Mulcair charges that booming energy exports, particularly from the oilsands, have created an artificially high dollar that has, in turn, hollowed out Canada's manufacturing sector — a phenomenon dubbed the "Dutch disease.''
"This is a reckless and irresponsible ideology that is bad for Alberta, it's bad for my home province of Ontario and quite frankly, it's bad for Canada," Clement said Wednesday in a morning speech to the Calgary Chamber of Commerce.
"He has proposed to cure the disease with much higher taxes, more burdensome regulations and endless red tape," he added.
"I can name many communities in Ontario and Quebec whose manufacturing has been saved by customers in the oil and gas and mining sectors."
Mulcair has insisted that statistics on manufacturing job losses are "irrefutable''' and that "everyone'' agrees more than half of those losses are the direct result of the artificially high Canadian dollar created by booming energy exports, particularly from Alberta's oilsands.
Clement said the only logical conclusion from Mulcair's musings would be that the NDP would "undoubtedly cripple an important and growing sector in Canada's economy."
Mulcair's views have angered Alberta Premier Alison Redford and Saskatchewan's Brad Wall.
Redford has said she won't meet with Mulcair until he visits the Fort McMurray region to educate himself about the oilsands. Mulcair is to fly into Edmonton for meetings at the end of the month.
"I toured the oilsands myself about four years ago and it's very helpful," Clement told reporters. "I hope he does see things with a critical but open eye and I think he will be impressed."
"Hope springs eternal but I can tell you if he comes back with the same rhetoric I don't think he will have given the oilsands a fair shake."
Clement said the Conservative government doesn't want the kind of rhetoric being spouted by the NDP to take hold and couldn't let it go unchallenged.
"We cannot let that debate go unmatched with our countervision. Especially damaging we feel is the idea that the way to get ahead in politics is to pitch region against region or class against class or economic sector against economic sector," said Clement.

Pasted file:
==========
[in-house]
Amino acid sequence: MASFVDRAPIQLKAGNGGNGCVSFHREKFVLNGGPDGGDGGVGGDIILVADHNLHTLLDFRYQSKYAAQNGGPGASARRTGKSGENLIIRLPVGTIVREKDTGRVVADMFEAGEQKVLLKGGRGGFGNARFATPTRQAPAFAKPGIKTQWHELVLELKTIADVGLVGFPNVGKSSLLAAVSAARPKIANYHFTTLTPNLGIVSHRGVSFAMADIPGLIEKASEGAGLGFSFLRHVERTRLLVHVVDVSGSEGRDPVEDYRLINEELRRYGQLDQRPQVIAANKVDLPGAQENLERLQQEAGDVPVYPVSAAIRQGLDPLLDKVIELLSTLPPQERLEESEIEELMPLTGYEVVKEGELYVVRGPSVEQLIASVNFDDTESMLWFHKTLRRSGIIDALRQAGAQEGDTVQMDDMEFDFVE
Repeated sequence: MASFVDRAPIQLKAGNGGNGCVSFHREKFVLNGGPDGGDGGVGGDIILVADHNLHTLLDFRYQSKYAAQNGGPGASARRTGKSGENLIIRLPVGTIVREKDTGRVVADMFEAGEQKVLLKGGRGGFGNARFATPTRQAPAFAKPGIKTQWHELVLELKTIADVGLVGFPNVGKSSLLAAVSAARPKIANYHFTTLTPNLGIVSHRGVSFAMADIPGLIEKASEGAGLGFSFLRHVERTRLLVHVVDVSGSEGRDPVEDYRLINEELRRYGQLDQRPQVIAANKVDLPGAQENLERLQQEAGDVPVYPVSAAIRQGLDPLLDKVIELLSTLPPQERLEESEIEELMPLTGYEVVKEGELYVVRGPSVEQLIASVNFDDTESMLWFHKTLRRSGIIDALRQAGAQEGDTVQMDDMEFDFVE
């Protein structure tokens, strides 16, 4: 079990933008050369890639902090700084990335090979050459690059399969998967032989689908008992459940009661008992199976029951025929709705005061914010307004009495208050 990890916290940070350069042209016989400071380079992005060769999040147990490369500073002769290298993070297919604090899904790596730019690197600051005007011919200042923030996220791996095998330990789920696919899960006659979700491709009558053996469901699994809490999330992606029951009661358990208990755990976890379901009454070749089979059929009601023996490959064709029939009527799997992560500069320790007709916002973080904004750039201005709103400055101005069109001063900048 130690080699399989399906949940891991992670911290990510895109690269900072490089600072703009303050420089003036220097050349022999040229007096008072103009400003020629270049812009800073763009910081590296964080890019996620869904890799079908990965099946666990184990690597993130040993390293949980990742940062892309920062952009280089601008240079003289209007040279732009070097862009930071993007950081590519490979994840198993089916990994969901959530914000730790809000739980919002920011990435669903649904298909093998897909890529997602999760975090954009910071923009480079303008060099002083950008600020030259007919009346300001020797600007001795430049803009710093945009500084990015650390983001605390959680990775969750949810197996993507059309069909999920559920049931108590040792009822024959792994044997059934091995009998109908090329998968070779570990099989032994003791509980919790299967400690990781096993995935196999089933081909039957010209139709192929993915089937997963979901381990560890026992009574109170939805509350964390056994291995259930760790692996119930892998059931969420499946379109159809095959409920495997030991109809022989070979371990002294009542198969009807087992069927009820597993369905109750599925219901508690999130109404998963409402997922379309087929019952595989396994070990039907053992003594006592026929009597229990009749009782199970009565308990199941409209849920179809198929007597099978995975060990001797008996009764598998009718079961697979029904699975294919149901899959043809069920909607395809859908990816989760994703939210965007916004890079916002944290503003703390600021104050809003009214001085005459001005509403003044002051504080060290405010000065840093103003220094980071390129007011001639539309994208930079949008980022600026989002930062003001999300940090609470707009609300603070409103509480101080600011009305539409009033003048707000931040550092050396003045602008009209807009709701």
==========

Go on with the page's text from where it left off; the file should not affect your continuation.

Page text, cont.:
"This may be a debate that goes on for another 3 1/2 years until the next election," he added.
"It's important that we engage in it and not just automatically say that is so patently ridiculous we don't need to respond."
NDP natural resources critic Peter Julian accused Clement of being "disingenuous" with his remarks and of attempting to draw attention away from the story.
"The main issue here is how the Harper government’s failure to make polluters pay is having serious impacts on both our environment and our economy," said Julian in an email to The Canadian Press.
"Canadians, particularly western Canadians agree that polluters should pay for the pollution they create."
Julian said the New Democrats want a diversified economy that includes value-added jobs and long-term, sustainable growth rather than an "endless cycle of boom and bust."
"This isn’t just a problem in the East. Many in Alberta and British Columbia are concerned that we're building pipelines to ship raw bitumen out of the country instead of creating value-added jobs upgrading and refining our own natural resources," he added.
A recent study by the Institute for Research on Public Policy and the latest Statistics Canada report on manufacturing output cast doubt on just how seriously Canada is afflicted by the so-called Dutch disease.
The IRPP study concludes that about one-quarter of Canadian manufacturing output is suffering due to the high dollar.
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